The attribution of deaths to specific causes can be challenging under any circumstances. Health problems are often connected, and multiplicative, meaning an underlying condition can often lead to complications which ultimately result in death.
This is also true in the case of COVID-19: the disease can lead to other health problems such as pneumonia and acute respiratory distress syndrome (ARDS).
So, how are deaths from COVID-19 recorded? What is and isn’t included in these totals?
As is standard in death reporting, countries are asked to follow the ‘cause of death’ classifications from the WHO’s International Classification of Diseases guidelines.2 However, countries also typically provide their own guidance to practitioners on how and when COVID-19 deaths should be recorded.
Let’s take a look at two concrete examples of national guidance: the United States and the UK. Both provide very similar guidelines for medical practitioners on the completion of death certificates. Here is the US CDC’s Vital Statistics Reporting Guidance; here is the UK Government guidance.3
Both guidelines state that if the practitioner suspects that COVID-19 played a role in an individual’s death it should be specified on the death certificate. In some cases, COVID-19 may be the underlying cause of death, having led to complications such as pneumonia or ARDS. Even when it’s the underlying and not the direct cause, COVID-19 should be listed.4
Although confirmed cases are reliant on a positive laboratory confirmation of the COVID-19 test, a laboratory diagnosis may not be required for it to be listed as the cause of death. In the UK guidelines, for example, it makes clear that practitioners should complete death certificates to the best of their knowledge, stating that “if before death the patient had symptoms typical of COVID-19 infection, but the test result has not been received, it would be satisfactory to give ‘COVID-19’ as the cause of death, and then share the test result when it becomes available. In the circumstances of there being no swab, it is satisfactory to apply clinical judgement.”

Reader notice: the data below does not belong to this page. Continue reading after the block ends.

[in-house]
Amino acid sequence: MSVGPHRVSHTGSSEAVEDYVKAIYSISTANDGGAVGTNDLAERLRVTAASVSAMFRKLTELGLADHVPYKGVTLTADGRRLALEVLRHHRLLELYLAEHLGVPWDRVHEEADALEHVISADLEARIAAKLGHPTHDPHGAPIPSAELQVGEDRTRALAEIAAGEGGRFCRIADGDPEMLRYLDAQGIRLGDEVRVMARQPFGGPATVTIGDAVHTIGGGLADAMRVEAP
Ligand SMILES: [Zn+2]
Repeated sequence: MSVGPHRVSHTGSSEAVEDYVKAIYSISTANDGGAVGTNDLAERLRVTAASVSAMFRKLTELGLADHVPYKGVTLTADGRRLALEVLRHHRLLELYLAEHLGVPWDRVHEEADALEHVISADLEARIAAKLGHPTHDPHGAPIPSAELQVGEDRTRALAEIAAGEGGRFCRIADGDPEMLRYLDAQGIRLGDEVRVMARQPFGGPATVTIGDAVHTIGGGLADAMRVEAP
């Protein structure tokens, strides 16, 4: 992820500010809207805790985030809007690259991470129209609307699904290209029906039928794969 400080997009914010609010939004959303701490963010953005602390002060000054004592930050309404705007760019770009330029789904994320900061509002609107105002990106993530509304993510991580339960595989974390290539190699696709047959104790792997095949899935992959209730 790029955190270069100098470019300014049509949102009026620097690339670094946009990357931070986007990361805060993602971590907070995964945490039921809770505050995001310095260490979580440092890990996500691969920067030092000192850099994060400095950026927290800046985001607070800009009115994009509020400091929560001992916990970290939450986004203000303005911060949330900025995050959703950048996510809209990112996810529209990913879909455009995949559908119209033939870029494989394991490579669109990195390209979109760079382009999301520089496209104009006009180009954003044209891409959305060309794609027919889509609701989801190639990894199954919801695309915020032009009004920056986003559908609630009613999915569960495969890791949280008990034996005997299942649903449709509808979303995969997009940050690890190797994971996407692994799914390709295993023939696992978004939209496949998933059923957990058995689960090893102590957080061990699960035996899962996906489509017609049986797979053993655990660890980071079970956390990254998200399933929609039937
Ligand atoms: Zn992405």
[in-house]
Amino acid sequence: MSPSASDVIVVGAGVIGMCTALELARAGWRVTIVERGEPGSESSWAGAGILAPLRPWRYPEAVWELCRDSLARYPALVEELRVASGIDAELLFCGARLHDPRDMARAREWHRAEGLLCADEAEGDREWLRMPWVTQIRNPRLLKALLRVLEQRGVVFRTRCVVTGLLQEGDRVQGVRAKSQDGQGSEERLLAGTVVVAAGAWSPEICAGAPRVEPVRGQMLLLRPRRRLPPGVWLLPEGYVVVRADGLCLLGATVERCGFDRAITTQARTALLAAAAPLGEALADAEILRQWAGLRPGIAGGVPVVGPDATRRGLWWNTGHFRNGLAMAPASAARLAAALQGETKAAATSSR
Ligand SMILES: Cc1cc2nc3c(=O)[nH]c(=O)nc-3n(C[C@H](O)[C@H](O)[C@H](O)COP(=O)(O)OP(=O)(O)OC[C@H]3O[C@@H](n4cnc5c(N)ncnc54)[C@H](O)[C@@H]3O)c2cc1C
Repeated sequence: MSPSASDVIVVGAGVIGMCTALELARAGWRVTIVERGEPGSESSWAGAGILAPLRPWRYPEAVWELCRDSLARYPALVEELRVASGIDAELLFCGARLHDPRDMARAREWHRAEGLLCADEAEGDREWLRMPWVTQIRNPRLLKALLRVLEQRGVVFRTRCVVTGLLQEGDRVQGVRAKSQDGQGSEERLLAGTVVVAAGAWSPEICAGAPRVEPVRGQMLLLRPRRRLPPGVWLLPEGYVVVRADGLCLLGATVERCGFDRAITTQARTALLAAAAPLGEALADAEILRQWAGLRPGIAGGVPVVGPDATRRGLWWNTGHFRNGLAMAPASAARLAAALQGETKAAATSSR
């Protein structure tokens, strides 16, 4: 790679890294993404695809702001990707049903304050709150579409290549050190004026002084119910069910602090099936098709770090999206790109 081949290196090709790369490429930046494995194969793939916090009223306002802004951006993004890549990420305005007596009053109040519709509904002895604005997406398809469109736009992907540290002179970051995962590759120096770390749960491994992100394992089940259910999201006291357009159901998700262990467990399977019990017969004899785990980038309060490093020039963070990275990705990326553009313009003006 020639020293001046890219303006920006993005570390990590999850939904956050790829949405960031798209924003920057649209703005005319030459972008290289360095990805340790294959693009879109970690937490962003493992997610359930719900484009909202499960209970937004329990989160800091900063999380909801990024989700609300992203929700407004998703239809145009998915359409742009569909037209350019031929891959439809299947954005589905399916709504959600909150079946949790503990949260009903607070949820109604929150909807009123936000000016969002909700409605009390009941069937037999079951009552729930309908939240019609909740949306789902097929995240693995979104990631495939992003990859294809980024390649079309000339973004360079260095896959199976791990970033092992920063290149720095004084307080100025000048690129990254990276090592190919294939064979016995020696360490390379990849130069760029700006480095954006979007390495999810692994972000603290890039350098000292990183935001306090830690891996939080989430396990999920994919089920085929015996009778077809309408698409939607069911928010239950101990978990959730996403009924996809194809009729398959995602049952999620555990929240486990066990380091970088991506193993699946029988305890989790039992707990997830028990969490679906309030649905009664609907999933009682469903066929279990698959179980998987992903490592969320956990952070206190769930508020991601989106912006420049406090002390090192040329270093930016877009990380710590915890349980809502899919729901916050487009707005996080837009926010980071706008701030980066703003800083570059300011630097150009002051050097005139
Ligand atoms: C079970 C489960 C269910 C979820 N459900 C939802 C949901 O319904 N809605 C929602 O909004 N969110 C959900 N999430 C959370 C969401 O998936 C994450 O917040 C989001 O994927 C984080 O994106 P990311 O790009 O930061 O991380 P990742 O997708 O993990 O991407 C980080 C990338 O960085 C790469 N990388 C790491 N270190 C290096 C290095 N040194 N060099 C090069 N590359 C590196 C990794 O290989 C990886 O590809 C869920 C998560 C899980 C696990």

This means a positive COVID-19 test result is not required for a death to be registered as COVID-19. In some circumstances, depending on national guidelines, medical practitioners can record COVID-19 deaths if they think the signs and symptoms point towards this as the underlying cause.
The US CDC guidelines also make this clear with an example: the death of an 86-year-old female with an unconfirmed case of COVID–19. It was reported that the woman had typical COVID-19 symptoms five days prior to suffering an ischemic stroke at home. Despite not being tested for COVID-19, the coroner determined that the likely underlying cause of death was COVID–19 given her symptoms and exposure to an infected individual.
Just as with confirmed cases, the number of deaths reported on a given day does not necessarily reflect the actual number of COVID-19 deaths on that day, or in the previous 24 hours. This is due to lags and delays in reporting.
Delays can occur for several reasons:
- After a death certificate has been completed, inspection by post-mortem or laboratory testing may be required to verify the cause of death.
- Death certificates are then either automatically or manually coded. It is often the case that COVID-19 deaths are always manually coded (e.g., this is the case in the USA).
- There can be significant delays in this coding process, particularly when there is a large increase in the number of deaths (e.g., this averages 7 days in the US).
- These figures are then collected in national registration statistics and reported to international sources.
The delay in reporting can be on the order of days and sometimes as long as a week or more. This means the number of deaths reported on a given day is not reflective of the actual number of deaths that occurred on that day.
What we know is the number of confirmed deaths due to COVID-19 to date. Limited testing and challenges in the attribution of the cause of death means that the number of confirmed deaths may not be an accurate count of the actual number of deaths from COVID-19.
In an ongoing outbreak the final outcomes – death or recovery – for all cases is not yet known. The time from symptom onset to death ranges from 2 to 8 weeks for COVID-19.5 This means that some people who are currently infected with COVID-19 will die at a later date. This needs to be kept in mind when comparing the current number of deaths with the current number of cases.
To understand the risks and respond appropriately we would also want to know the mortality risk of COVID-19 – the likelihood that someone who is infected with the disease will die from it.
We look into this question in more detail on our page about the mortality risk of COVID-19.
We would like to acknowledge and thank a number of people in the development of this work: Carl Bergstrom, Bernadeta Dadonaite, Natalie Dean, Joel Hellewell, Jason Hendry, Adam Kucharski, Moritz Kraemer and Eric Topol for their very helpful and detailed comments and suggestions on earlier versions of this work. We thank Tom Chivers for his editorial review and feedback.
And we would like to thank the many hundreds of readers who give us feedback on this work. Your feedback is what allows us to continuously clarify and improve it. We very much appreciate you taking the time to write. We cannot respond to every message we receive, but we do read all feedback and aim to take the many helpful ideas into account.